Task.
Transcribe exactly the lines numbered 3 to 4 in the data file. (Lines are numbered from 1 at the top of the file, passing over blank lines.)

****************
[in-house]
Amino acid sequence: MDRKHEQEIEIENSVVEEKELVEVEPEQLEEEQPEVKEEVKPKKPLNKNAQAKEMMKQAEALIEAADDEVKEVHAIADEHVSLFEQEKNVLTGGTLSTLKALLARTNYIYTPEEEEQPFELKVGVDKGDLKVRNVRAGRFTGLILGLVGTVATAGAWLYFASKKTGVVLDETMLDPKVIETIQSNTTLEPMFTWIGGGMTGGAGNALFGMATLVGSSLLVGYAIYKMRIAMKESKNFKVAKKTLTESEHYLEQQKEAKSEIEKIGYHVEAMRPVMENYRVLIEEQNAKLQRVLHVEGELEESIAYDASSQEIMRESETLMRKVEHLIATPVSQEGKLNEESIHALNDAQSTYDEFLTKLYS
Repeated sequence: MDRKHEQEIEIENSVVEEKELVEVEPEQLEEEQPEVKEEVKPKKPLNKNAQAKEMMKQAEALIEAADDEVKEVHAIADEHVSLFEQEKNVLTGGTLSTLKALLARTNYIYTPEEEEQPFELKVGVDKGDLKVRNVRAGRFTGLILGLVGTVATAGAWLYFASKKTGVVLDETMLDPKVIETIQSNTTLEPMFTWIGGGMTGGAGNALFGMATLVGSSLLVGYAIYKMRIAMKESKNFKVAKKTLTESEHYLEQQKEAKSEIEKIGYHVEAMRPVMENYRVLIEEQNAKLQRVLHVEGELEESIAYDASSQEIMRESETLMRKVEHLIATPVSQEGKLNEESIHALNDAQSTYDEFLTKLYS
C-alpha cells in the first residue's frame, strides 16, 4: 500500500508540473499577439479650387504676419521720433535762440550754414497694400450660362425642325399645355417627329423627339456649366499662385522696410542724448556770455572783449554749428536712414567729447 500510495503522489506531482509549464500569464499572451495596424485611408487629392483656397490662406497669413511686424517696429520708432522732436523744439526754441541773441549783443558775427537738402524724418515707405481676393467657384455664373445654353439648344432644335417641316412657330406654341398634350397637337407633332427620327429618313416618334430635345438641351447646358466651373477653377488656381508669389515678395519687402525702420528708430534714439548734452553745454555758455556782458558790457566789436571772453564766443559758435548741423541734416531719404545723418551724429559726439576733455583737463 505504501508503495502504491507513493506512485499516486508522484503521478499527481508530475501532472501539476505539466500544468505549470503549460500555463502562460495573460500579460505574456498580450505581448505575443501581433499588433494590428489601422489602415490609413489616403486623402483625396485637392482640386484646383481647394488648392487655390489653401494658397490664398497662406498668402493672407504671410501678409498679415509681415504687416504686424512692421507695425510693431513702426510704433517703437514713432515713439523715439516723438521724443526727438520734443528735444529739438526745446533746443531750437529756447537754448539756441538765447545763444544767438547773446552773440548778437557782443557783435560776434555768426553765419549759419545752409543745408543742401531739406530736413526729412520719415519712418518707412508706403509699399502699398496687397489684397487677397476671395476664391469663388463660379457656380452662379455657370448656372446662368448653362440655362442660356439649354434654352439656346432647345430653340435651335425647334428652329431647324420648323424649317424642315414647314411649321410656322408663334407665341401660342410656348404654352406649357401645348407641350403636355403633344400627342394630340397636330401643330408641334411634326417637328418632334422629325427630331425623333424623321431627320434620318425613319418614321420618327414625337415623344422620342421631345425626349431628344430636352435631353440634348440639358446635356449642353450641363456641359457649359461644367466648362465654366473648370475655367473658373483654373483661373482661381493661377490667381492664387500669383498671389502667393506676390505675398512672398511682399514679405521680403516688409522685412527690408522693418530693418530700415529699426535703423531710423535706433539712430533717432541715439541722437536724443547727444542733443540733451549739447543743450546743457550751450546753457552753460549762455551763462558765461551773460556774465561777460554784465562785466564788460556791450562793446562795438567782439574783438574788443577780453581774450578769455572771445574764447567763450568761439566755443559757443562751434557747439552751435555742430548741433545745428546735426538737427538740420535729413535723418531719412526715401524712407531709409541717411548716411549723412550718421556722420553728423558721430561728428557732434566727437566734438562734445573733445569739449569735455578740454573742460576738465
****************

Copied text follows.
Repeated sequence: MDRKHEQEIEIENSVVEEKELVEVEPEQLEEEQPEVKEEVKPKKPLNKNAQAKEMMKQAEALIEAADDEVKEVHAIADEHVSLFEQEKNVLTGGTLSTLKALLARTNYIYTPEEEEQPFELKVGVDKGDLKVRNVRAGRFTGLILGLVGTVATAGAWLYFASKKTGVVLDETMLDPKVIETIQSNTTLEPMFTWIGGGMTGGAGNALFGMATLVGSSLLVGYAIYKMRIAMKESKNFKVAKKTLTESEHYLEQQKEAKSEIEKIGYHVEAMRPVMENYRVLIEEQNAKLQRVLHVEGELEESIAYDASSQEIMRESETLMRKVEHLIATPVSQEGKLNEESIHALNDAQSTYDEFLTKLYS
C-alpha cells in the first residue's frame, strides 16, 4: 500500500508540473499577439479650387504676419521720433535762440550754414497694400450660362425642325399645355417627329423627339456649366499662385522696410542724448556770455572783449554749428536712414567729447 500510495503522489506531482509549464500569464499572451495596424485611408487629392483656397490662406497669413511686424517696429520708432522732436523744439526754441541773441549783443558775427537738402524724418515707405481676393467657384455664373445654353439648344432644335417641316412657330406654341398634350397637337407633332427620327429618313416618334430635345438641351447646358466651373477653377488656381508669389515678395519687402525702420528708430534714439548734452553745454555758455556782458558790457566789436571772453564766443559758435548741423541734416531719404545723418551724429559726439576733455583737463 505504501508503495502504491507513493506512485499516486508522484503521478499527481508530475501532472501539476505539466500544468505549470503549460500555463502562460495573460500579460505574456498580450505581448505575443501581433499588433494590428489601422489602415490609413489616403486623402483625396485637392482640386484646383481647394488648392487655390489653401494658397490664398497662406498668402493672407504671410501678409498679415509681415504687416504686424512692421507695425510693431513702426510704433517703437514713432515713439523715439516723438521724443526727438520734443528735444529739438526745446533746443531750437529756447537754448539756441538765447545763444544767438547773446552773440548778437557782443557783435560776434555768426553765419549759419545752409543745408543742401531739406530736413526729412520719415519712418518707412508706403509699399502699398496687397489684397487677397476671395476664391469663388463660379457656380452662379455657370448656372446662368448653362440655362442660356439649354434654352439656346432647345430653340435651335425647334428652329431647324420648323424649317424642315414647314411649321410656322408663334407665341401660342410656348404654352406649357401645348407641350403636355403633344400627342394630340397636330401643330408641334411634326417637328418632334422629325427630331425623333424623321431627320434620318425613319418614321420618327414625337415623344422620342421631345425626349431628344430636352435631353440634348440639358446635356449642353450641363456641359457649359461644367466648362465654366473648370475655367473658373483654373483661373482661381493661377490667381492664387500669383498671389502667393506676390505675398512672398511682399514679405521680403516688409522685412527690408522693418530693418530700415529699426535703423531710423535706433539712430533717432541715439541722437536724443547727444542733443540733451549739447543743450546743457550751450546753457552753460549762455551763462558765461551773460556774465561777460554784465562785466564788460556791450562793446562795438567782439574783438574788443577780453581774450578769455572771445574764447567763450568761439566755443559757443562751434557747439552751435555742430548741433545745428546735426538737427538740420535729413535723418531719412526715401524712407531709409541717411548716411549723412550718421556722420553728423558721430561728428557732434566727437566734438562734445573733445569739449569735455578740454573742460576738465